New Zealand teachers visit Wales for Maori class tips

Vicki Exeter, Stacey Reriti-Smith, Piata Allen and Nichola McCall Vicki Exeter, Stacey Reriti-Smith, Piata Allen and Nichola McCall will see how bilingual teaching works in Wales and how it can help Maori education

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Four teachers from New Zealand have arrived in Wales to learn more about bilingual education in a two-week tour.

The visitors will take tips on how to boost Maori language lessons in their home country's schools.

Ingrid Leary, from British Council New Zealand, said the countries shared "a unique interest in the revival and survival of their first languages".

The New Zealanders will visit bilingual schools in Cardiff, Swansea, Llandudno and Wrexham and meet other groups.

The four teachers are visiting Wales under the Linking Minds Scholarship, a British Council-supported scheme giving young teachers in New Zealand the opportunity of international experience early in their careers.

Start Quote

I am committed to helping protect te reo [the Maori language] and believe teachers have an ethical responsibility to do so”

End Quote Vicki Exeter Teacher from New Zealand

The British Council says the theme for 2012 is professional leadership, with language immersion settings a key element of the programme.

The teachers - Piata Allen, Nichola McCall, Stacey Reriti-Smith and Vicki Exeter - will visit bilingual schools and meet other people including the Welsh Language Commissioner Meri Huws and representatives of the Urdd youth organisation.

Known in New Zealand as "te reo" [the language], the native Maori tongue began to decline with the arrival of white European settlers in the 19th Century.

By the 1950s there were fears that the language was dying out, but campaigns by Maori elders and government initiatives since the 1970s have resulted in a revival.

The launch and success of kohanga reo (Maori language nursery classes) led to the creation of Maori-medium primary and secondary schools.

Te reo was made an official language of New Zealand in 1987, and it is available as an optional subject in the curriculum for English-medium schools.

A survey in 2001 reported that 29,000 people - 9% of the Maori population - were fluent in the language, although in the 2006 census around 157,000 New Zealanders claimed they could use it in conversation.

Maori children perform the haka at a 2011 Rugby World Cup event Maori children - seen here performing the haka - are also encouraged to learn their language

Nichola McCall, 27, from Manurewa High School, Auckland, who is making her first visit to Wales, said: "I want to speak to community leaders, principals and teachers in Wales and find out how they manage to get that equality between the two languages.

"That's something that I want to bring back here [to New Zealand], and it's something that I'm really passionate about."

"I am a trained physical education teacher but because I was Maori I got roped into teaching te reo even though I am not fluent nor have I grown up speaking it.

"So being in the Maori department was a really good thing for me as it ignited my passion to try and ensure more equitable opportunities for Maori at Manurewa High School."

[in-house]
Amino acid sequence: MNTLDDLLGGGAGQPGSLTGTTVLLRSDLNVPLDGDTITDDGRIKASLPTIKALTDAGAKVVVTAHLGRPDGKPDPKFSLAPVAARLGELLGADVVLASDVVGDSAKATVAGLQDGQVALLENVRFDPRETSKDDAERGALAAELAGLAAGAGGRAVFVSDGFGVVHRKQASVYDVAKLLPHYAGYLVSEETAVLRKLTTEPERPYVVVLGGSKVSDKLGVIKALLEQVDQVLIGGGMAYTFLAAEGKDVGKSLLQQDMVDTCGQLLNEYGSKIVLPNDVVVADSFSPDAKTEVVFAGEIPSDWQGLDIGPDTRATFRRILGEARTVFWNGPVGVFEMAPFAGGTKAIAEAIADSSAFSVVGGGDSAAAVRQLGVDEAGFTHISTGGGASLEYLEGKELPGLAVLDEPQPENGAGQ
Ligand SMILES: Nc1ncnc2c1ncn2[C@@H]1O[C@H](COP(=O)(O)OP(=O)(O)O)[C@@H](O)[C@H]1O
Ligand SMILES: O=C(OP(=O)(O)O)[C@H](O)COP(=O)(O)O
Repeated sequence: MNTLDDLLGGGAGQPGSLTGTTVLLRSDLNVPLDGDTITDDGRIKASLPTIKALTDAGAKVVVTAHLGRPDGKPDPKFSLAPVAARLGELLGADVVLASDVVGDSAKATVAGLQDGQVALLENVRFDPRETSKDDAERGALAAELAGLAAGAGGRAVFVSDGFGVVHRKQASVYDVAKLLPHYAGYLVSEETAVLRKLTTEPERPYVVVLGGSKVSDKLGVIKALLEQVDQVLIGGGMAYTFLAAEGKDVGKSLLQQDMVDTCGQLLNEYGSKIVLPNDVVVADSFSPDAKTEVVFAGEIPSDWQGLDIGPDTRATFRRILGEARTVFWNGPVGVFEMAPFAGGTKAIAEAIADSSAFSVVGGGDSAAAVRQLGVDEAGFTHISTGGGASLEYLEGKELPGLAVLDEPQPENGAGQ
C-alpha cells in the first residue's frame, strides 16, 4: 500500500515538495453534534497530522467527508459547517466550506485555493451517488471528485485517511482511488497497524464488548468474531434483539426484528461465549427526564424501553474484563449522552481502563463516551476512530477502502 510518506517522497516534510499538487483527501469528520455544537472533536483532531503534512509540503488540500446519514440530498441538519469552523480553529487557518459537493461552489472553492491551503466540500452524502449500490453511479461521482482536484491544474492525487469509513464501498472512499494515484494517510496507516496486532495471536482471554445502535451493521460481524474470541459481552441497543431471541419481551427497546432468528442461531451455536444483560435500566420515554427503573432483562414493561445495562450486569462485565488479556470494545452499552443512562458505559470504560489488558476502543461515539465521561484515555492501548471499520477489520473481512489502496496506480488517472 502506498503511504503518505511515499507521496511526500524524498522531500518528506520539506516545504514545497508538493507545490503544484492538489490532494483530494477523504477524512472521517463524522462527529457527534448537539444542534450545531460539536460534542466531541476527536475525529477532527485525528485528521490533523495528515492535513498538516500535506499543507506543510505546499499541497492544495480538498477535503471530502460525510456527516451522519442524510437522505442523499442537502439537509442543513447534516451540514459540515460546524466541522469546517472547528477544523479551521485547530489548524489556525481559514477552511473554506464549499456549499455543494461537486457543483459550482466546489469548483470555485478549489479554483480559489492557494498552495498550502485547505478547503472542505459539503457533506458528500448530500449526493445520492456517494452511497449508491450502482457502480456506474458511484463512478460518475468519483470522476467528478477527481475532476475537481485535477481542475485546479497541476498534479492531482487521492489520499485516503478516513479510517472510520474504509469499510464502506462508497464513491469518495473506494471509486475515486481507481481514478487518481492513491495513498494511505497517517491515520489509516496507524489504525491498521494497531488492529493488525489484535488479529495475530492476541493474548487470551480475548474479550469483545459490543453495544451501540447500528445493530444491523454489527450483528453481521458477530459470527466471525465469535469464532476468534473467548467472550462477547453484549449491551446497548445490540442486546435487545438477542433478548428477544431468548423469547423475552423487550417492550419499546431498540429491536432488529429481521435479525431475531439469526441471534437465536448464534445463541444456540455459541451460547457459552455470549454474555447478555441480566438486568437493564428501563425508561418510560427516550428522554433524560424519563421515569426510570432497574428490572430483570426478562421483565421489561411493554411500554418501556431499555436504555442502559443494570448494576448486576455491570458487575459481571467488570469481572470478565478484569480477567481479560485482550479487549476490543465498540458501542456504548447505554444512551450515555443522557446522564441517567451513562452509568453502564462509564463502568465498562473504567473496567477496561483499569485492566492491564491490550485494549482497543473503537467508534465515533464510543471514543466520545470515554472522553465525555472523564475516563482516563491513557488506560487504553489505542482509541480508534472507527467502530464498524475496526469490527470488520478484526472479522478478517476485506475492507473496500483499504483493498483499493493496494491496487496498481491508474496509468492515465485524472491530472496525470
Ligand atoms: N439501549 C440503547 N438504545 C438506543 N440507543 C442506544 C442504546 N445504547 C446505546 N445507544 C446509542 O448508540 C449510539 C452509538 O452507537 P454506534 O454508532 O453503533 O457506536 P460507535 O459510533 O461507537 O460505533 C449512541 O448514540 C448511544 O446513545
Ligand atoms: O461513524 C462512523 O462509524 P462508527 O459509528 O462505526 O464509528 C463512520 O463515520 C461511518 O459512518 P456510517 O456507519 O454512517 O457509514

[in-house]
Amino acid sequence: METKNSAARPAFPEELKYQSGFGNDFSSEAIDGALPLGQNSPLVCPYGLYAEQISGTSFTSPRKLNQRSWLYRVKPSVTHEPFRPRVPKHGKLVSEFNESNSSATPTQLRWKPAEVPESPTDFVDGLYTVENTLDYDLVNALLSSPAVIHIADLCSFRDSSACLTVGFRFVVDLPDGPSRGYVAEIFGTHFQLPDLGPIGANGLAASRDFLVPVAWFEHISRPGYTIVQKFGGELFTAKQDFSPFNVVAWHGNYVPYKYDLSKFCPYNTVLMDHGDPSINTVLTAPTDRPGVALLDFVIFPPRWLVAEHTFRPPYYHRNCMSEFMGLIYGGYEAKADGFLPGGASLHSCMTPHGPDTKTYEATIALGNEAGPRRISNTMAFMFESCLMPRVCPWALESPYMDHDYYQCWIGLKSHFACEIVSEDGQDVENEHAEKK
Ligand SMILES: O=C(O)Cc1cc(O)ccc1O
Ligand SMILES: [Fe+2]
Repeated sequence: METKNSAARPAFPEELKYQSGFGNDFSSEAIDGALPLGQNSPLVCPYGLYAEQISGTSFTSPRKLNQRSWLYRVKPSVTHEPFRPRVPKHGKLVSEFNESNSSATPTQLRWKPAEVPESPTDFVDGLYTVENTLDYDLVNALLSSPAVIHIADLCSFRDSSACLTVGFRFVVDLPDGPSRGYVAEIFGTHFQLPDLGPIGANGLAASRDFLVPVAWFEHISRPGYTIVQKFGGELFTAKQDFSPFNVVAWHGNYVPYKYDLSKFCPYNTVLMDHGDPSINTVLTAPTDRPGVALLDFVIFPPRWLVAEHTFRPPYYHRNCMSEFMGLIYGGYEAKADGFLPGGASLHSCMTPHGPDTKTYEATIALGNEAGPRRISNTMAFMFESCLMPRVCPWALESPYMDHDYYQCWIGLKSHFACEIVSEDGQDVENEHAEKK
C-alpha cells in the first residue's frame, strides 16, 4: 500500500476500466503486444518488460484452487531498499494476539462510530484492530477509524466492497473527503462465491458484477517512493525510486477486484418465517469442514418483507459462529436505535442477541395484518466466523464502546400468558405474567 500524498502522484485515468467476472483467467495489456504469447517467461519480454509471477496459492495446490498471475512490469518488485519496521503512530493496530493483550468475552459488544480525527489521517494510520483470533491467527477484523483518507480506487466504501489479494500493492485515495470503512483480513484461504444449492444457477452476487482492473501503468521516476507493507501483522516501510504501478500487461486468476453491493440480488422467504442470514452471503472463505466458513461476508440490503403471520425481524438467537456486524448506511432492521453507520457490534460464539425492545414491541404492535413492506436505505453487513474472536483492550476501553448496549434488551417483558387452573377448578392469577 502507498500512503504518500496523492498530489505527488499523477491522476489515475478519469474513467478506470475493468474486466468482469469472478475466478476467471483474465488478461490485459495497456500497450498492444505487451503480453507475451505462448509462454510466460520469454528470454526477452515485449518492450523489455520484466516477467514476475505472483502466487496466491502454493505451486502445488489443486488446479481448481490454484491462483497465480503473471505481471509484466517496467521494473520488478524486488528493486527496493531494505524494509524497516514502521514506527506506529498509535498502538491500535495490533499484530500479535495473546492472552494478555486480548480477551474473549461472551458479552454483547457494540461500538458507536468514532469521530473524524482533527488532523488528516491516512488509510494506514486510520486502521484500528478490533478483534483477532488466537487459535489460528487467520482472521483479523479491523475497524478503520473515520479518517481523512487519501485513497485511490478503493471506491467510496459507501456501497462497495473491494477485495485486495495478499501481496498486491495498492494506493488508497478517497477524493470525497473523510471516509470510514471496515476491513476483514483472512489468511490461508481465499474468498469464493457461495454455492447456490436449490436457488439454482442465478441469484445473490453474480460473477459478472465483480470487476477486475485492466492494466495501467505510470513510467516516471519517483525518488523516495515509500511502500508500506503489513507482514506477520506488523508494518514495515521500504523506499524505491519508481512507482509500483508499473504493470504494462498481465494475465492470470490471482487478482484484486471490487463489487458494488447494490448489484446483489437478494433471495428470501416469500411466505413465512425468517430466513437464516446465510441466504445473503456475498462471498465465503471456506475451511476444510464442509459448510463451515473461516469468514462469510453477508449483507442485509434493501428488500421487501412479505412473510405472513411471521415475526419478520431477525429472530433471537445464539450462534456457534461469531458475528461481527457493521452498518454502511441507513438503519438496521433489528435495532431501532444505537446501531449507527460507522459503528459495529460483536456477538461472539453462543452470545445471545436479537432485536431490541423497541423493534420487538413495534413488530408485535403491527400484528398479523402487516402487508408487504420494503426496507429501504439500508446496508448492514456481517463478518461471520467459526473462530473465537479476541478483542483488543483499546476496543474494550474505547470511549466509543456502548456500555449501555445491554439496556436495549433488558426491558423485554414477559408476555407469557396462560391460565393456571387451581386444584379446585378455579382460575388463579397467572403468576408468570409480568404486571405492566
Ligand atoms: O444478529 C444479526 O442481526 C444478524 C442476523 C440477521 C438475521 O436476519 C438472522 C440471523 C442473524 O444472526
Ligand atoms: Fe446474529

'Responsibility'

Vicki Exeter, from Palmerston North, said she learned te reo in high school and now taught the language in pre-school classes.

"I tailor my reo to suit, so for a child who has English as a second language and is new to New Zealand it could be less than for a Maori child who speaks some reo at home," she said.

"Some kohanga reo [pre-school classes] only take children who speak reo at home so learning between kohanga and home can be consolidated.

"I am not Maori, however I am committed to helping protect te reo and believe teachers have an ethical responsibility to do so."

Vicki Exeter with a pupil Vicki Exeter says the Maori language is for all New Zealanders

The New Zealanders will visit bilingual schools mainly during the second week of their trip, including Ysgol Treganna in Cardiff; Gynradd Gymraeg Lon Las School in Swansea; Ysgol John Bright in Llandudno; and Plas Coch School in Wrexham.

Simon Dancey, director of British Council Wales, said the tour would give the visitors a valuable insight into bilingual education.

"These teachers will have an amazing opportunity to look at parallels between the education systems of New Zealand and Wales.

"They'll find out more about language immersion in Welsh schools and understand the role of the Welsh language in society as a whole.

"British Council prides itself on supporting links between leaders in education from across the world and this collaboration will help teachers from New Zealand further the development and implementation of te reo Maori teaching.

Ingrid Leary, director of British Council New Zealand, said: "New Zealand and Wales share a unique interest in the revival and survival of their first languages.

"The opportunity to swap stories, compare approaches, and form networks makes this an invaluable exchange for those charged with empowering the next generation of first language speakers in both countries."

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